Have you ever seen the end of a rainbow? Or a frozen dew on the leaves of a rose bush? Nature has a way of creating art just by existing and going through its natural processes. Its effortless style of composing rhythm through the hustling of the winds is the best example of unexplainable beauty in motion. It is therefore no wonder why this kind of beauty has been the subject of every imaginable form of art. There are countless of ways to capture its perfection and a thousand more ways to interpret them. Since the beginning of time, nature has been a favorite inspiration of poets. They have made them more alive than they could ever be and this has helped us appreciate its beauty in slow motion.
The age of British Romanticism was an age of aesthetic discovery and experience and was centered on the appreciation of the sublimity of nature and its scenic qualities. Many poets during this period used strong emotion whether it is of love or horror and were seen in relation to nature and its link with humanity. Flowery words and hyperbolic comparisons dominated the verses of various poets.
One of the most notable romantic poets during this time was William Wordsworth. Wordsworth’s works focused on the immersion of humanity in nature and not just a mere spectator but as something that is actively involved in its process. A certain oneness with nature is the defining characteristic of Wordsworth’s work.
Ironically, although Wordsworth was known for his portrayal of nature he also steered away from the conventions of sublimity. In earlier works of this period there was an emphasis on the experience of the person and the pleasing feeling he/she encounters through the object. The object serves as an enabler and the perceiver becomes the most important and redeeming quality of the work. But Wordsworth, as I described earlier, did exactly the opposite.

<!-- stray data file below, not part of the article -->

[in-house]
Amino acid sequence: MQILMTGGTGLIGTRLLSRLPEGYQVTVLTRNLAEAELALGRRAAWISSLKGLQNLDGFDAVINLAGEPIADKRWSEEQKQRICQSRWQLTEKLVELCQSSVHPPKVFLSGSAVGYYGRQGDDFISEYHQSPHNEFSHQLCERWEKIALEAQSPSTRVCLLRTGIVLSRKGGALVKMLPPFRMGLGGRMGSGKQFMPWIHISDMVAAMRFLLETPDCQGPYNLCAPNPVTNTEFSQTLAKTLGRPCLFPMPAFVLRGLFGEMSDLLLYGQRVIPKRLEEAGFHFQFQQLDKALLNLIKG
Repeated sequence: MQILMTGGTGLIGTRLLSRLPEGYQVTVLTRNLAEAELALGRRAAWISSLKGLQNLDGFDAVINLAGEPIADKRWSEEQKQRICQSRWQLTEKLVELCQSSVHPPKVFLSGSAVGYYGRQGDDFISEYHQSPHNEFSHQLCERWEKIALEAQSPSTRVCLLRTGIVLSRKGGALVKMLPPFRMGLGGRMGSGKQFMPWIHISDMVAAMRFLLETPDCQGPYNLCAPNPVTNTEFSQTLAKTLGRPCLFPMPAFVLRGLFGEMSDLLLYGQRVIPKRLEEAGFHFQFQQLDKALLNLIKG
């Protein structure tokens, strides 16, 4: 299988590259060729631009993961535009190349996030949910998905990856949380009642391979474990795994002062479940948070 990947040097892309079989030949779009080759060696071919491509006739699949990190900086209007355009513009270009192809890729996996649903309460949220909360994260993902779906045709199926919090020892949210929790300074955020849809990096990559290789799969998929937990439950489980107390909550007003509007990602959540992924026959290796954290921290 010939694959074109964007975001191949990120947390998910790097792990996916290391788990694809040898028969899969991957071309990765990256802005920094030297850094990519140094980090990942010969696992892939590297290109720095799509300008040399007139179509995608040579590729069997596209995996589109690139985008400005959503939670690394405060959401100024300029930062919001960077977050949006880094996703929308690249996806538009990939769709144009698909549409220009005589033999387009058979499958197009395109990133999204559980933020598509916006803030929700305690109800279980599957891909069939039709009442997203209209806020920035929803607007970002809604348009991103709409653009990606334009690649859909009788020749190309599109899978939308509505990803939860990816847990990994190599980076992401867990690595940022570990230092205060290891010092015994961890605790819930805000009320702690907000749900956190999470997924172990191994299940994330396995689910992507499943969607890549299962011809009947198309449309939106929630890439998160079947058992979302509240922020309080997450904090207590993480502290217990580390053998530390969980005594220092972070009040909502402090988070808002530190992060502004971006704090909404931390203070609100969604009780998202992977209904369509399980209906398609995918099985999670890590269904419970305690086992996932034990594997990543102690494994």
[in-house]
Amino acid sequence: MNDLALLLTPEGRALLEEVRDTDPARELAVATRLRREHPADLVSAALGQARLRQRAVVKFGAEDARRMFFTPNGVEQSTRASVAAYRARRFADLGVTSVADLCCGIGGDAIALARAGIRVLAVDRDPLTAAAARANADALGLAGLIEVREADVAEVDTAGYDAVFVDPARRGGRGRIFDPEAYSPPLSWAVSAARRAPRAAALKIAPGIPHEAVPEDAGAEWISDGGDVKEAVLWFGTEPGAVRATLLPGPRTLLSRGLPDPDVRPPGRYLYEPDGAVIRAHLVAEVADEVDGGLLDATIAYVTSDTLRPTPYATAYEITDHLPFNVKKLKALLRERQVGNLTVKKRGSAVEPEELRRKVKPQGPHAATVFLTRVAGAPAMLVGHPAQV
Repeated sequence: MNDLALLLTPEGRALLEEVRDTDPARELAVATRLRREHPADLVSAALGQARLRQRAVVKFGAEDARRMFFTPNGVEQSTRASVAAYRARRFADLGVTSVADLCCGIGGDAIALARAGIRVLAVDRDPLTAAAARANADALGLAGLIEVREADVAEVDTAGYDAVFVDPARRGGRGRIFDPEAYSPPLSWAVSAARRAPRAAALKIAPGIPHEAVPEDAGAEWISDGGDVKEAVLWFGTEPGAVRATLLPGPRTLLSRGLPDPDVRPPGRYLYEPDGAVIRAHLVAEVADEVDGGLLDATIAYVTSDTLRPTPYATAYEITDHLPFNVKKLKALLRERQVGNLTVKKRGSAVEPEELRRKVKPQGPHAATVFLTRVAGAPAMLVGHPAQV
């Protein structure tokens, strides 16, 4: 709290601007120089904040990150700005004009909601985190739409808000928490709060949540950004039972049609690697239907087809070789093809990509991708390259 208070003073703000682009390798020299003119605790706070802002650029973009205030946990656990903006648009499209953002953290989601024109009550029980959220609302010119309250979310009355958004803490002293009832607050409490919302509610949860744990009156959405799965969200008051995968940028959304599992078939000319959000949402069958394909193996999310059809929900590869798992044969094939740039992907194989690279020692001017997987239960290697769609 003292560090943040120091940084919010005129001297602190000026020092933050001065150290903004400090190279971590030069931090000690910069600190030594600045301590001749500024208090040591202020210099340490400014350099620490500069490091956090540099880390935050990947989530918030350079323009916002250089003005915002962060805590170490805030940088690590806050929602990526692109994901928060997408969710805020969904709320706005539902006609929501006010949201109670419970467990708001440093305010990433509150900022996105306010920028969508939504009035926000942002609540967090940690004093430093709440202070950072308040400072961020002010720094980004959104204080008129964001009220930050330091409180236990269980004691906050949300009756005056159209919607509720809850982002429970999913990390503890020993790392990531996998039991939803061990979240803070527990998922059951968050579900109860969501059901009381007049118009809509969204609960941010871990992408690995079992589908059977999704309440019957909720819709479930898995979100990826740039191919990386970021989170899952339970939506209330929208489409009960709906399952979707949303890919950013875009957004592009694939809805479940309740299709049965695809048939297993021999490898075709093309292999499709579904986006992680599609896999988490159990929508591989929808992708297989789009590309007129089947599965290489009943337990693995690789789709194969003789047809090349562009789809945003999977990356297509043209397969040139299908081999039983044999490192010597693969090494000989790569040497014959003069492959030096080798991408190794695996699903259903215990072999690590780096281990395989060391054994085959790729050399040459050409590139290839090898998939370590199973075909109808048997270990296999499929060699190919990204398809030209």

In order to understand the difference of Wordsworth’s poetry with the rest of this period’s work I shall compare it with an author who wrote with a Subjectivist or Romantic approach. P.B. Shelley’s To A Skylark is a concrete example of subjectivism in poetry. Shelley starts by addressing the skylark as a “blithe spirit” and this seems to raise the object into something more celestial or more divine than it actually is. From the very first line it is important to note that nature, in the form of the skylark, is already highly romanticized by the author. The work’s form also contributes to its theme by giving it an almost songlike structure with its repetitive pattern. It goes on by saying that the skylark is “That from Heaven” and is further exalted by descriptive metaphors such as “Pourest thy full heart In profuse strains of unpremeditated art,” “Like a cloud of fire,” “Like an unbodied joy whose race is just begun,” “like a star of Heaven,” “like a poet hidden” “like a high-born maiden” “like a glow-worm golden” and “like a rose embowered.” These metaphors further separates the object, even to a point of distinction, from the subject and the subject merely becomes a bystander or a narrator of an experience rather than the one going through the experience itself.
As Shelley’s work progresses the skylark is described in such a way that it no longer resembles an ordinary bird. The reader is made to believed that it is now of a higher entity to the point of divinity. This is evident as the subject describes the skylark as a “Spirite” that inspires or that “Teach him (me) half the gladness that thy brain must know. Such harmonious madness” And in a rather unexpected twist of events the subject becomes the object, the one who must serve as an instrument which “From (his) lips would flow, the world should listen.”
Wordsworth’s Tintern Abbey in contrast brings together nature and humanity’s experience with it rather than emphasizing one more over the other. Tintern Abbey starts with the speakers description of its surroundings and the speaker’s past experience with it. He talks about the “(These) waters, rolling from their mountain-springs with a soft inland murmur.” Note that although Wordsworth uses the same metaphors as Shelley, it is downplayed by the connection that exists between nature and the speaker. He narrates or describes nature but in such a way where he is still a part of the scene which he depicts. He illustrates” That on a wild secluded scene impress Thoughts of more deep seclusion; and connect.” The theme of Tintern Abbey centers on the communion of the speaker’s memory with nature and this is found in his works.